• Well, I GUESS SO! Muahahahahaha! If it wasn't so serious it could have been comedy routine out of a mel brooks movie or something.

        Really, on the marriage thing..THIS is something the left and right, religious folks, atheists, straights gay and otherwise could all agree on and push a federal law banning the marriage "license". It violates born with rights, example, "freedom of association". When they make you pay to get a permit or license, it ceases to be a "right". Blatantly unconstitutional. And why the h

        • by Bill Dog (726542)

          ..., and everyone would be happy.

          Unfortunately not -- there are those who won't easily give up having state sanction (for example Religious Conservatives) and those who will do anything to get it (which is precisely what the whole "gay marriage" issue is all about to advocates, and not about "equal rights"). Govt.'s blessing as normative is a prize that neither side will willingly abandon.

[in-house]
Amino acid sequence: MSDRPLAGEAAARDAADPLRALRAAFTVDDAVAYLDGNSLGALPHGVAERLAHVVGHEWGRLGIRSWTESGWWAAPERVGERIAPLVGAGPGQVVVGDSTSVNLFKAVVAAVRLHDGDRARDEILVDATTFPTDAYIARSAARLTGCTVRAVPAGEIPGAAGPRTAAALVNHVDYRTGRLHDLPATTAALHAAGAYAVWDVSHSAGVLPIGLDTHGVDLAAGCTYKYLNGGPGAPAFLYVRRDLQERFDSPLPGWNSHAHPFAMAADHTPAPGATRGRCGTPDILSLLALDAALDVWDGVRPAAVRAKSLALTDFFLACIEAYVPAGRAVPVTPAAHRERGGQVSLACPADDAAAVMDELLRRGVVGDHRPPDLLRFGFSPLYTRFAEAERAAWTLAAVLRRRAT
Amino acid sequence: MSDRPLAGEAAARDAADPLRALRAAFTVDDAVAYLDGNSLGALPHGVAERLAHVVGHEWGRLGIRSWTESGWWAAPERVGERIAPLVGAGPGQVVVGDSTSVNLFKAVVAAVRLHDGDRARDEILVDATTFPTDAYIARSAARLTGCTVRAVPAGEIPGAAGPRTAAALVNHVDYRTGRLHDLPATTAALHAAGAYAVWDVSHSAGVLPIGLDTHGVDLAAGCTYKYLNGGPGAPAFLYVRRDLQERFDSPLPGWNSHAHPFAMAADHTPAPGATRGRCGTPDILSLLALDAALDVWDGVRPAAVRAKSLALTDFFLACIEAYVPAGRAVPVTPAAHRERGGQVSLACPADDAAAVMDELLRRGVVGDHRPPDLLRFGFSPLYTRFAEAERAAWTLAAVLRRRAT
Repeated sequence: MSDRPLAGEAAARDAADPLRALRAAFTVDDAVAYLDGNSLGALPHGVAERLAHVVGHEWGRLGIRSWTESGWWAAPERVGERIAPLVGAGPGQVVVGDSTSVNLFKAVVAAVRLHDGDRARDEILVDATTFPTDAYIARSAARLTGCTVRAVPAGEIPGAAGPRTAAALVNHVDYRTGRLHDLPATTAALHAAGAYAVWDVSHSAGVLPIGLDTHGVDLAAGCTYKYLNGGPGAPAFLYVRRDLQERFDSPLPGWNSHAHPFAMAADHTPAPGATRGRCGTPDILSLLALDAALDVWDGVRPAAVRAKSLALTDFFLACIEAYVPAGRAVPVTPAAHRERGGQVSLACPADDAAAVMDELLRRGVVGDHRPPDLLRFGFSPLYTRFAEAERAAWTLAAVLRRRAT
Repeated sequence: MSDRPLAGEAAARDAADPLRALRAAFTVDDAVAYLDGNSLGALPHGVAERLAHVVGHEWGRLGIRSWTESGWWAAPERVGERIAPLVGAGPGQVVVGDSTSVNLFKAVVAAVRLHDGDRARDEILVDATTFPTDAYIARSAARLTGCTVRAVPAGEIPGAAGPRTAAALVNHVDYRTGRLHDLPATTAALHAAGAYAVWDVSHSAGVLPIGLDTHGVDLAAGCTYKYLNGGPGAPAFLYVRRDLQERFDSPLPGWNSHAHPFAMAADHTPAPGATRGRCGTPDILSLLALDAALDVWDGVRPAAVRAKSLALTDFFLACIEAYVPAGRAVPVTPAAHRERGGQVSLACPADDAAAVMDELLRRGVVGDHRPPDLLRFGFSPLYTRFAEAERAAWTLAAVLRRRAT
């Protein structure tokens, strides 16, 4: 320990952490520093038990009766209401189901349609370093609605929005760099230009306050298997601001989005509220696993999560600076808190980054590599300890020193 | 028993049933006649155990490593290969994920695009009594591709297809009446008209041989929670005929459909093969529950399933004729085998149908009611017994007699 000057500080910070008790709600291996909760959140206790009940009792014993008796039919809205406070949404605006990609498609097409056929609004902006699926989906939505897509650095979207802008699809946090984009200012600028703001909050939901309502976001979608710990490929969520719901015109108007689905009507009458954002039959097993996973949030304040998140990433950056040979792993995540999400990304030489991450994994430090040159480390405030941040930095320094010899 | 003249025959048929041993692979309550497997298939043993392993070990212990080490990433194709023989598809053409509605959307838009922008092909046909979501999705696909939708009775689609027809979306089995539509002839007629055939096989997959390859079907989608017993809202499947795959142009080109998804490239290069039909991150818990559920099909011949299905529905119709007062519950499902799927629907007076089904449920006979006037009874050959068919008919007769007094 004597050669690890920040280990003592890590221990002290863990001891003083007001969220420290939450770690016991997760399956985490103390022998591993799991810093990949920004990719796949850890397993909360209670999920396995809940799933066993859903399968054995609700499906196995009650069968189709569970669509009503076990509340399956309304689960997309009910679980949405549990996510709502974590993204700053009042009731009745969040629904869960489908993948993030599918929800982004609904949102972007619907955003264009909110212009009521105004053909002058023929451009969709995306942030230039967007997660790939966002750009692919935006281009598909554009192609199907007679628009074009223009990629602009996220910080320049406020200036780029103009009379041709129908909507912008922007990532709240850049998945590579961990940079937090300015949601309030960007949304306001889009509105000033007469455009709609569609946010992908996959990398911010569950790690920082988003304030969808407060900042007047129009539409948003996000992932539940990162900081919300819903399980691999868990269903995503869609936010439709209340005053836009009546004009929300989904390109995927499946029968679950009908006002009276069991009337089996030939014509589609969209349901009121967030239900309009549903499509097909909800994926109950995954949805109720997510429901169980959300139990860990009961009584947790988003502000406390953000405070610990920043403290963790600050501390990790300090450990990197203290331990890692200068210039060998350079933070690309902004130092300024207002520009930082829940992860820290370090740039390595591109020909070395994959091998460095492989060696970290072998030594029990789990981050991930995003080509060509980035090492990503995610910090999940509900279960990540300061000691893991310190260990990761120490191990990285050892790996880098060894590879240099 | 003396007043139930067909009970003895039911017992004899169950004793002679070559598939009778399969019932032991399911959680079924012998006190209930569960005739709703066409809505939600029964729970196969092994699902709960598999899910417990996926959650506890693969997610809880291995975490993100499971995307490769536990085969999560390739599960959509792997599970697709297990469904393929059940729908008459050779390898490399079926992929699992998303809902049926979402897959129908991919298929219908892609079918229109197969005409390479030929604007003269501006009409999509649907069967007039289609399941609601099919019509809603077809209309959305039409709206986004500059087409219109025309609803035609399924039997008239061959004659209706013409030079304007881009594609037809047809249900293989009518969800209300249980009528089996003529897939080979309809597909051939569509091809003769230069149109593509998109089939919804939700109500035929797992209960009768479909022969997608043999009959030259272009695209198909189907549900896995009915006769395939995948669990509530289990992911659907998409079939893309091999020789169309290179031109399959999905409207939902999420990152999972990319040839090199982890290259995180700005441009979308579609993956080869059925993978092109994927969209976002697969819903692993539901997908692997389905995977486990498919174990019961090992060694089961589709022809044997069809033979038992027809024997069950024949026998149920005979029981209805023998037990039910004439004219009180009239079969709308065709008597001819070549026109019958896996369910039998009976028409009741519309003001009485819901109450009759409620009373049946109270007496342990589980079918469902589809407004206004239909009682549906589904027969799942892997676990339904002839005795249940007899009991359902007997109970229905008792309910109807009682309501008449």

• That while Lutheran, she was a "Cultural Catholic"- as the Roman Catholic Church would be the LAST to embrace homosexuality, euthanasia, health care rationing, abortion, and materialism over moralism.

    I had to admit she was right- the feminazi takeover of The Charismatic Catholic Movement seems to be over and in the past; my generation is FAR more CONSERVEative than the previous two in the Roman Catholic Church.

    Too bad some of the things we're conservative about- you've rejected.

    • by Bill Dog (726542)

      That while Lutheran, she was a "Cultural Catholic"-...

      Indeed I think the Catholic heritage is strongly visible in the Lutheran church, but whereas the Catholic church (not its people) has held steadfast, the Lutheran church has slipped. Altho both are guilty of being complacent about evil within their own ranks. I.e. I've read that the Lutheran church also had a sex scandal (molestations and cover-ups) and paid out a bunch of money in restitution.

      the feminazi takeover of The Charismatic Catholic Movement se